How do we form a rapport and why is it important?

We asked our intermediaries to tell us about the most common challenges they face in their roles. Mollie talks about why rapport is so important for her to do her job well.

Being a new intermediary can be a daunting prospect. There’s so much to learn about the formalities of court, working with other professionals and how to assess and support language difficulties. But one of the most important elements of our role is building a rapport with a vulnerable person. Every person we support is different and their acceptance of our presence varies.

It certainly was a challenge at the beginning of my career in this field, and sometimes is still one of the biggest challenges I have to face.

What are the key factors about rapport?

There are several factors which are key in forming a rapport with someone: confidence, perseverance, kindness and empathy.

Confidence: We have to be confident in our ability to provide support to someone. If we don’t portray that, then they’re likely to just ignore us or keep conversation to a minimum.

Perseverance: Not everyone feels ready to work with us and building that rapport may take a little longer. However, if we didn’t have some level of perseverance to overcome these obstacles then we’re probably in the wrong job. Our whole job involves finding solutions to communication difficulties.

Kindness: Being kind and that friendly face amongst all the court professionals, whether it’s on a screen or in person, can make all the difference. Someone with communication difficulties who is going through a legal process may be intimidated by the court professionals. So, it’s okay to talk about normal life outside of court and get to know someone a little better as a person, rather than just a job. The person you are supporting will welcome the distraction of talking about their pets or what their hobbies are. It’s the simple conversation topics which can really help to build that rapport.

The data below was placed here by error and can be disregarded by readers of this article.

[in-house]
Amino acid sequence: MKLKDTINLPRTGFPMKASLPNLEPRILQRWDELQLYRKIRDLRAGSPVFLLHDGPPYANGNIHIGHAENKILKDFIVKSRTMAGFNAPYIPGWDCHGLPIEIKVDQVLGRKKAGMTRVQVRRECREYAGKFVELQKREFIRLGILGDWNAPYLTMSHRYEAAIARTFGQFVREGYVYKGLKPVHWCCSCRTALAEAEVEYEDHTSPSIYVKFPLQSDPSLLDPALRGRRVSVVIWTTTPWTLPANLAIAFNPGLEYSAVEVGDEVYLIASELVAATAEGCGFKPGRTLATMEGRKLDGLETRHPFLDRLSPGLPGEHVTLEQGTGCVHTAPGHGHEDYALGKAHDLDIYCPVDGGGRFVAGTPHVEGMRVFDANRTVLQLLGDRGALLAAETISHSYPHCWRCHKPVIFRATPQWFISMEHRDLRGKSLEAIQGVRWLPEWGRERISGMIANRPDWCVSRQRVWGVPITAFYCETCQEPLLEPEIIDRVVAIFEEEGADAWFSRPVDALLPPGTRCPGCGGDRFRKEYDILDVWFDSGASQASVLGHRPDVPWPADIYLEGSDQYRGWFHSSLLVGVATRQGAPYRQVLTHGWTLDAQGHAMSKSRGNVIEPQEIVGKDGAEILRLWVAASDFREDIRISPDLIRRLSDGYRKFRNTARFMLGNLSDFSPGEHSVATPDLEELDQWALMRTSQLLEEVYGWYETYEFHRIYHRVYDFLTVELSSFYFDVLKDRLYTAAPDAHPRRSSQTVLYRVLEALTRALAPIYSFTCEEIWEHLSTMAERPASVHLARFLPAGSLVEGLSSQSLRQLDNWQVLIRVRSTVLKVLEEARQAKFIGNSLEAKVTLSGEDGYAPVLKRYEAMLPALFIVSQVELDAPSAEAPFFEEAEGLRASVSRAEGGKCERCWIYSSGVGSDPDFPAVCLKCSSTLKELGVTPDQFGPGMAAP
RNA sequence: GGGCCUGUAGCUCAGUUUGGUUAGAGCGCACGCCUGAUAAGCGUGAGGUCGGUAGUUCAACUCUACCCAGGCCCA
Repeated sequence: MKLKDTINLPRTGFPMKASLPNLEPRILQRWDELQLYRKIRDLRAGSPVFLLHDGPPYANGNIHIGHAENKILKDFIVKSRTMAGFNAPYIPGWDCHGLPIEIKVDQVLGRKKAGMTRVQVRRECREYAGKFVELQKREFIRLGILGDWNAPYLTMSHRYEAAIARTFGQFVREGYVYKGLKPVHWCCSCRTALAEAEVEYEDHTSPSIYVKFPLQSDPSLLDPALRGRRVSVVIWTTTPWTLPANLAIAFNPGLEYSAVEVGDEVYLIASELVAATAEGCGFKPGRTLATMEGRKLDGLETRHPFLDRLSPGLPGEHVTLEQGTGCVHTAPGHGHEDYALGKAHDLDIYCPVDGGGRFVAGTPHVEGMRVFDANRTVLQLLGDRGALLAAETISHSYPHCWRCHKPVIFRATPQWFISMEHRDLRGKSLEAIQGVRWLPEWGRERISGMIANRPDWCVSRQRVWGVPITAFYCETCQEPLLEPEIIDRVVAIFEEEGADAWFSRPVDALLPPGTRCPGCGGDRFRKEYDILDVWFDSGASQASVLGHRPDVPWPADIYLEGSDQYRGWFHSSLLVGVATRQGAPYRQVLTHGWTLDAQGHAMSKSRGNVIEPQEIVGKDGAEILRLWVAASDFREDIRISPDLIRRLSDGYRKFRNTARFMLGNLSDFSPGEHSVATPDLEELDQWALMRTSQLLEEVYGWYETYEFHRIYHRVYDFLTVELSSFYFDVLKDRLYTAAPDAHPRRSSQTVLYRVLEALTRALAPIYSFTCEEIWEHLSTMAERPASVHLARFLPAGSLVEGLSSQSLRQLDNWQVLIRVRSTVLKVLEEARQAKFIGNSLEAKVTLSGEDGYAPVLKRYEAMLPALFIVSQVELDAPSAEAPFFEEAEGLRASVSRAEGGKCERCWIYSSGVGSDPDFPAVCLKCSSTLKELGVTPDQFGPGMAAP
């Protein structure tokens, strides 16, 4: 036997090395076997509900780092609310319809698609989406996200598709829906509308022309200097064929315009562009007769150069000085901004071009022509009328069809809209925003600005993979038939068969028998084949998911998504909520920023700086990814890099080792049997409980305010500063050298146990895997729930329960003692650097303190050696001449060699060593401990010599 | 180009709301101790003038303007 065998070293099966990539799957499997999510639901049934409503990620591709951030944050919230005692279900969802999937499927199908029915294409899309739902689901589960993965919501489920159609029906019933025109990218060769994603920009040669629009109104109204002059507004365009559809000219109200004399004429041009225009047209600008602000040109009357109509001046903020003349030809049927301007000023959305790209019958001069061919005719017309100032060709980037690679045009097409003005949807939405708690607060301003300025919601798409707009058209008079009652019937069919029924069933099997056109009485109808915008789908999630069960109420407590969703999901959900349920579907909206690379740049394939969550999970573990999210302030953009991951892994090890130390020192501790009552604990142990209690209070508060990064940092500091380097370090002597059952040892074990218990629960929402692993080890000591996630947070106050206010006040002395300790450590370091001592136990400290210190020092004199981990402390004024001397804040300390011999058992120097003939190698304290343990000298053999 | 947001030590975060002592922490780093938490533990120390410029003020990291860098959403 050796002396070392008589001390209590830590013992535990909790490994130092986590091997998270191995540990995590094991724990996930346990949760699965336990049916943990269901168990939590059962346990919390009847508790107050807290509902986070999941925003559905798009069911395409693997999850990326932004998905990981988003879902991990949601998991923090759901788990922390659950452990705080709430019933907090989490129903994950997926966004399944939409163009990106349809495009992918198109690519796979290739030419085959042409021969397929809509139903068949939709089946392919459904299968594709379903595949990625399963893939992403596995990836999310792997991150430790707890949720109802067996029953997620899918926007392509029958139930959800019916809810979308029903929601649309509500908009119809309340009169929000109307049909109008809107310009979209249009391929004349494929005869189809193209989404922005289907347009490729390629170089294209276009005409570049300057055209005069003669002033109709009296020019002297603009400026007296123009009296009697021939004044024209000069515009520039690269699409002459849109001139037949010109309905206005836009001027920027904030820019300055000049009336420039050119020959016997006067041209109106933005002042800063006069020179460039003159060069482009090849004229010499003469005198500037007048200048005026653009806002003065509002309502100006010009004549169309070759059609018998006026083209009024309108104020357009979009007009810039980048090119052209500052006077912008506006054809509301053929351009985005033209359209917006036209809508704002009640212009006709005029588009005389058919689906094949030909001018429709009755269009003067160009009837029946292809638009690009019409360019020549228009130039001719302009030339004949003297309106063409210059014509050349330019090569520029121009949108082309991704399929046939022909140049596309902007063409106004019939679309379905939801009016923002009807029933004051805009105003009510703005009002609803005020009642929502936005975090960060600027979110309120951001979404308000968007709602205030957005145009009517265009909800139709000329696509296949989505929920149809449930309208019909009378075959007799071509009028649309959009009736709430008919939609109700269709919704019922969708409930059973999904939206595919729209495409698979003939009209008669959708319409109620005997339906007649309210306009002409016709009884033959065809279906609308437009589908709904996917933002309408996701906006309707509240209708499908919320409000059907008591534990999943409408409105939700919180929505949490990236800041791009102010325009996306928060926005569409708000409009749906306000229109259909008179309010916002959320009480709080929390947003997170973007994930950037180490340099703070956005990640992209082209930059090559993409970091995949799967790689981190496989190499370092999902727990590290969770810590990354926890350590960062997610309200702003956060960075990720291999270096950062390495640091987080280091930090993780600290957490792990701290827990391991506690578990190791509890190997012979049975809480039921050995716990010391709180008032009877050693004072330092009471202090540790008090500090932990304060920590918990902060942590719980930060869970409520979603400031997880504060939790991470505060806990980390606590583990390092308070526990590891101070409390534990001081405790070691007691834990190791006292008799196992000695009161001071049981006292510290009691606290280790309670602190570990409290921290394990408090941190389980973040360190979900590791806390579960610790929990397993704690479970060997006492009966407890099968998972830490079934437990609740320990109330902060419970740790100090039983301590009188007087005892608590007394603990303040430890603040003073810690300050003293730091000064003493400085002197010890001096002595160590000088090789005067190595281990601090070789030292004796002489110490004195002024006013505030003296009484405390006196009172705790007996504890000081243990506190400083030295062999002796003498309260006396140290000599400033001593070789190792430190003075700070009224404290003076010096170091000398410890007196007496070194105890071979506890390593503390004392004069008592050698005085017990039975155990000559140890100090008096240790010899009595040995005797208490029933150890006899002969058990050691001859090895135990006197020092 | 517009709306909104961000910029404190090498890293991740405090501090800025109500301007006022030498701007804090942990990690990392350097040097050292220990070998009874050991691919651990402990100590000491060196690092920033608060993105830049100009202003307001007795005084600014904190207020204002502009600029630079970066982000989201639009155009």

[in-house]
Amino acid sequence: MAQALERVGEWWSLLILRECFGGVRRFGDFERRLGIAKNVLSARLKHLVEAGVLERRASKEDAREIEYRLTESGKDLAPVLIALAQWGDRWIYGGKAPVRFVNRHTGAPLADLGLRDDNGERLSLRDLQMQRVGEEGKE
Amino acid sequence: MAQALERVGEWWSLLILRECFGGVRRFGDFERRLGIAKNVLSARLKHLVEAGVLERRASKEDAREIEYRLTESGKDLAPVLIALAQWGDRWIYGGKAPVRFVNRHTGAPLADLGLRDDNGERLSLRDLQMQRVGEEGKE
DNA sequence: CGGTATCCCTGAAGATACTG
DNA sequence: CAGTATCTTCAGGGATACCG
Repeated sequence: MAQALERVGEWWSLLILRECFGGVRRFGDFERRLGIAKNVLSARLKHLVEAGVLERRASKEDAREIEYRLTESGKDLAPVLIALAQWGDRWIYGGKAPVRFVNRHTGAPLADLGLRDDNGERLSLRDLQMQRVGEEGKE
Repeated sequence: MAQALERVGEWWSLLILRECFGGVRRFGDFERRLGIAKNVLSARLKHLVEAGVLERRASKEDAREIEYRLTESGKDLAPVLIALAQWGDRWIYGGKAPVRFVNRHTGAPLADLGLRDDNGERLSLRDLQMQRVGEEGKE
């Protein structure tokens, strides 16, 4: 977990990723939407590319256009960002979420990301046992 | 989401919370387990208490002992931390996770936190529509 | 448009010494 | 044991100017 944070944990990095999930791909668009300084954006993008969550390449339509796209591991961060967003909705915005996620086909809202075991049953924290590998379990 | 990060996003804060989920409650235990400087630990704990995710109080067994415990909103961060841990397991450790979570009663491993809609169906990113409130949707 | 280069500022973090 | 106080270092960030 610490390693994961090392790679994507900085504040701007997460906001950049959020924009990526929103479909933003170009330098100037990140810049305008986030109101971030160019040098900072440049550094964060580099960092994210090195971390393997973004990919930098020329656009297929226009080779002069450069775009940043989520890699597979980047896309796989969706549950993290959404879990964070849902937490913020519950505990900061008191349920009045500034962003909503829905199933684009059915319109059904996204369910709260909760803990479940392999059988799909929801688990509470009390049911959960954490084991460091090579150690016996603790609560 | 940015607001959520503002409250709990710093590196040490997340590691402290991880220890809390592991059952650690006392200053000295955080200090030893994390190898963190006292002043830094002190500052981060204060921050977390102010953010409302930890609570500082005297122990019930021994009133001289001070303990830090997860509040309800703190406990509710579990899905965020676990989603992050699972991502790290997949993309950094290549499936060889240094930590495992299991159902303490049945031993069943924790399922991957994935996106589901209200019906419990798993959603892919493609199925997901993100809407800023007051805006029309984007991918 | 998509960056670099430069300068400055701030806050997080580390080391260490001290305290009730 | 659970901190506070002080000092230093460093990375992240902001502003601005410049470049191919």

Empathy: The people we work with come from a wide variety of backgrounds and have wide ranging experiences. They may find being in court very stressful. It’s important to try and understand where they’re coming from. There will be a range of emotions in a court day and we have to be prepared for the inevitable – will they cry, leave the room unexpectedly or raise their voice?  I’ve worked with people where all of these situations have happened so it’s not uncommon. But that all comes down to trying to understand where this emotion is coming from. In these situations, we have to be emotionally resilient.

Putting this into practice

Something which can be difficult to get used to in this job is the quick turnover of cases. Each day you could be working with a different vulnerable person, and if it’s a one day hearing you have to establish a rapport quickly. Whether this is a phone call introducing yourself and telling them they can ring or message you if they need something explained, or an introduction in person, it is essential.

Top tips:

  • Let them ask you questions, because there’ll likely be a lot. There is obviously a limit about what information you should share, but sharing a few things about yourself can help to build a rapport
  • Be yourself. We are trained in communication but we are all still human beings, and people will appreciate that we aren’t there to judge them or their situation

Keeping the boundaries:
It’s extremely important to remember there are boundaries to uphold. We are not their friends and anything they tell us relating to their case must be shared with their legal team, no matter how insignificant it may seem.

What if I have to work with someone remotely?

Working with a vulnerable person remotely can be difficult. Before Covid-19, all of our work would have been face-to-face, but the pandemic meant having to adapt. You can still build a rapport effectively if you are not in the same room. It is important to speak to the person you are supporting before the hearing and ask them how they are feeling. You can agree to set up a separate communication channel during the hearing, perhaps by texting. This gives them an opportunity to ask you things and you can check their understanding during proceedings.

Building rapport is one of the first things we have to do when working with someone. It sets the tone for how you will work together, whether this is a one-day hearing or a 3-week hearing. Even though we might not be working with someone for a long time, we have such an impact on their ability to understand these important events in their lives. So, it’s extremely important to build that rapport so we can provide the best possible service.

I don’t have all the answers. I still have to think on my feet and ask more senior intermediaries for advice because our job can be unpredictable, to say the least. But whatever obstacles arise, we can overcome it. We’re all working towards the same goal: assisting vulnerable people with communication difficulties in court.